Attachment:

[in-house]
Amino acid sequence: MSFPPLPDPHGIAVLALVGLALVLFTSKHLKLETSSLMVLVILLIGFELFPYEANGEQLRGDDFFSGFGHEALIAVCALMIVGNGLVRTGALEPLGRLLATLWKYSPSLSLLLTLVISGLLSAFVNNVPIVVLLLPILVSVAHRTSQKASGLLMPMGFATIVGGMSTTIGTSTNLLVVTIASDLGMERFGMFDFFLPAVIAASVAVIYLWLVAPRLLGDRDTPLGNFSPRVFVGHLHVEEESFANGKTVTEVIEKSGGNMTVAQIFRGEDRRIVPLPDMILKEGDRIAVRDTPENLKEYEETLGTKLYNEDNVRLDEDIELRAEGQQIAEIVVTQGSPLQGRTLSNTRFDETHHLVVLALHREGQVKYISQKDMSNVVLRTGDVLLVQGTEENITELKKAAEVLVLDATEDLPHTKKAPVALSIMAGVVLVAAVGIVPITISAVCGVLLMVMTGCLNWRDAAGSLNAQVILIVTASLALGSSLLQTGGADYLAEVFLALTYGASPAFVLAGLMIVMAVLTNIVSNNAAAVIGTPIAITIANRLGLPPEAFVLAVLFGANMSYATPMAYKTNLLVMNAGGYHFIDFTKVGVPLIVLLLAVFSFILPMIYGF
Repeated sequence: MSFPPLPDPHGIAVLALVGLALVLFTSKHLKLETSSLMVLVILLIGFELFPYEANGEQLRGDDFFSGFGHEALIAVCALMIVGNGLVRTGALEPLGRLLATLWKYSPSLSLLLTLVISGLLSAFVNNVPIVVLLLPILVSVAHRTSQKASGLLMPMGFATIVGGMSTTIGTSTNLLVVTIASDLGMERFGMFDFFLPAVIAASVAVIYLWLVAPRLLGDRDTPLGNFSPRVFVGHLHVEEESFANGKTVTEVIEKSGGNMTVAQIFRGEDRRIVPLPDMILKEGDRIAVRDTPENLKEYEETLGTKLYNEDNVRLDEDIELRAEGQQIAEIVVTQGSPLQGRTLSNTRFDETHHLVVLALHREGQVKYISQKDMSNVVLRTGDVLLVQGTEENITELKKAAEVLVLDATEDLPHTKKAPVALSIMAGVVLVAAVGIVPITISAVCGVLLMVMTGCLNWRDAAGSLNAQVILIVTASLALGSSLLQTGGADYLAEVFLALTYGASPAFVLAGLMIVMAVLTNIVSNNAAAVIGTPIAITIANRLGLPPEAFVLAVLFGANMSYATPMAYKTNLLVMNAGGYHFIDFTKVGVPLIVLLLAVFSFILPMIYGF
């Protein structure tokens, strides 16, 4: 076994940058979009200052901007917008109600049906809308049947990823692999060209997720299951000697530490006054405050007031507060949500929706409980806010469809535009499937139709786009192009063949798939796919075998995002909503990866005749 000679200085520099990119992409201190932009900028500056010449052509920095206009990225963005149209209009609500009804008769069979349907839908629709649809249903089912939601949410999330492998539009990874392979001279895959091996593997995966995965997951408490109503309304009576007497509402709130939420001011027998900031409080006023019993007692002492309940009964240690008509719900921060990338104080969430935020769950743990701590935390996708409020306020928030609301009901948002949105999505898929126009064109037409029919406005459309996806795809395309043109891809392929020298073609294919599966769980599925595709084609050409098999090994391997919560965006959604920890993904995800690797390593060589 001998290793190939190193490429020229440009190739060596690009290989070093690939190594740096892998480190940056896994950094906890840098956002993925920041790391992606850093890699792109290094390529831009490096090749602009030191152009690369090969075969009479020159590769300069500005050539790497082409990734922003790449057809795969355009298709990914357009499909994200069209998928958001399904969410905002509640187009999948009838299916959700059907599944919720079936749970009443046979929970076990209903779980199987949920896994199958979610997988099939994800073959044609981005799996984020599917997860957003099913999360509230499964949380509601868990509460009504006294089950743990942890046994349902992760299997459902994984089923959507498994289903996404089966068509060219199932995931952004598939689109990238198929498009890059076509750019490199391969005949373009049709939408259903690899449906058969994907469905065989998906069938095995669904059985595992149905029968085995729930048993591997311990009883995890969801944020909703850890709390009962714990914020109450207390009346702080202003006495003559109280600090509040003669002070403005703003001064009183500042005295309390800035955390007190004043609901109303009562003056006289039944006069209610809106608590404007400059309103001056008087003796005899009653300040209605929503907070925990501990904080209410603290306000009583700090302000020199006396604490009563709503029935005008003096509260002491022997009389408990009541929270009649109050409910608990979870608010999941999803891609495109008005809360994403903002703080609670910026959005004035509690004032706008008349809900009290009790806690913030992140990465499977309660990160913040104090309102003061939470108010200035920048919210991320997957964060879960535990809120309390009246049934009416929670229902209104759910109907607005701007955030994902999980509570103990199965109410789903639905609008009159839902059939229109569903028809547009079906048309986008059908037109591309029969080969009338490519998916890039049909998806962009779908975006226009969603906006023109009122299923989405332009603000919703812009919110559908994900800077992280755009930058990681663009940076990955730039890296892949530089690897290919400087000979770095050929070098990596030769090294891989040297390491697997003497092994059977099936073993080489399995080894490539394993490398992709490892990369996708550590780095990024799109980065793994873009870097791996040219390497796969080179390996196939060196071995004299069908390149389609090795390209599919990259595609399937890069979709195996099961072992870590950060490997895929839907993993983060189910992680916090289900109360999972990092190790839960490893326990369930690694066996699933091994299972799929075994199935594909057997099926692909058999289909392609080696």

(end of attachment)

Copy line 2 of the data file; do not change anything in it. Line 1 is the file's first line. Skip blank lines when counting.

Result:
Amino acid sequence: MSFPPLPDPHGIAVLALVGLALVLFTSKHLKLETSSLMVLVILLIGFELFPYEANGEQLRGDDFFSGFGHEALIAVCALMIVGNGLVRTGALEPLGRLLATLWKYSPSLSLLLTLVISGLLSAFVNNVPIVVLLLPILVSVAHRTSQKASGLLMPMGFATIVGGMSTTIGTSTNLLVVTIASDLGMERFGMFDFFLPAVIAASVAVIYLWLVAPRLLGDRDTPLGNFSPRVFVGHLHVEEESFANGKTVTEVIEKSGGNMTVAQIFRGEDRRIVPLPDMILKEGDRIAVRDTPENLKEYEETLGTKLYNEDNVRLDEDIELRAEGQQIAEIVVTQGSPLQGRTLSNTRFDETHHLVVLALHREGQVKYISQKDMSNVVLRTGDVLLVQGTEENITELKKAAEVLVLDATEDLPHTKKAPVALSIMAGVVLVAAVGIVPITISAVCGVLLMVMTGCLNWRDAAGSLNAQVILIVTASLALGSSLLQTGGADYLAEVFLALTYGASPAFVLAGLMIVMAVLTNIVSNNAAAVIGTPIAITIANRLGLPPEAFVLAVLFGANMSYATPMAYKTNLLVMNAGGYHFIDFTKVGVPLIVLLLAVFSFILPMIYGF